The third stage of this phase will involve in depth interviews with up to 6 HR professionals and managers working in tech. This will allow for a deeper exploration of barriers within the tech industry, identifying further obstacles. During these interviews I will explore questions like 

  • Imagine a candidate thinks they are ready for promotion. What is the process they go through?

  • Who determines if they are successful? 

  • What factors are taken into account during the promotion process?

  • Are there any typical or common reasons why promotions are not granted?

  • Which parts of the process are transparent to candidates? Which are not?

  • Are there any subjective factors in the promotion process?

  • Can you think of a time someone with ADHD (or symptoms identified above) was a candidate for promotion? What happened? Or what do you imagine might happen?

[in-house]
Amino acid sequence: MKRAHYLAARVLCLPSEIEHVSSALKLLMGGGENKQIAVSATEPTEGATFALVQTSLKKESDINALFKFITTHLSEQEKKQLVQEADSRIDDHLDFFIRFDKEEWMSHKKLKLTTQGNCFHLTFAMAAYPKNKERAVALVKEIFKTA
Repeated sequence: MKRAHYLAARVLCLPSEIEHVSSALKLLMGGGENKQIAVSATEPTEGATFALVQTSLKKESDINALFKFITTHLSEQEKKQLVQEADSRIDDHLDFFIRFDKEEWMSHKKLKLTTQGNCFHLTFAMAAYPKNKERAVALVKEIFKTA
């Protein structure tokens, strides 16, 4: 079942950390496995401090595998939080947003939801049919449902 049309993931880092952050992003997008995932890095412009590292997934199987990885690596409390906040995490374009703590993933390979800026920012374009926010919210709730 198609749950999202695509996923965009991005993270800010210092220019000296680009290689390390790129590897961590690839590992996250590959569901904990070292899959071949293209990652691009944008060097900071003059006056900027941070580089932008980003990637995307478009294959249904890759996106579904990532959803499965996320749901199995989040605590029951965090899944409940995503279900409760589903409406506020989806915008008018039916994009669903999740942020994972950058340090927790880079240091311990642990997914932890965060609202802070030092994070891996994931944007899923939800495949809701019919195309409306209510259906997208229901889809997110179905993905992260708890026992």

I have chosen tech as there are many ADHDers who have found professional success in the tech industry and I wish to explore which features of the tech environment foster this success. It is also the industry in which I spent the first decade of my career and where I achieved several promotions myself as an unidentified ADHDer. Finally, it is an industry I where I have many connections due to my work in software and now as a coach, so I am hopeful that I will be able to schedule the necessary interviews. There are also limitations inherent in this approach, some of the identified strategies may not be effective, or even possible outside of tech. Tech is a male dominated industry and this could skew my sample. To mitigate this I will try to include a couple of non-male interviewees.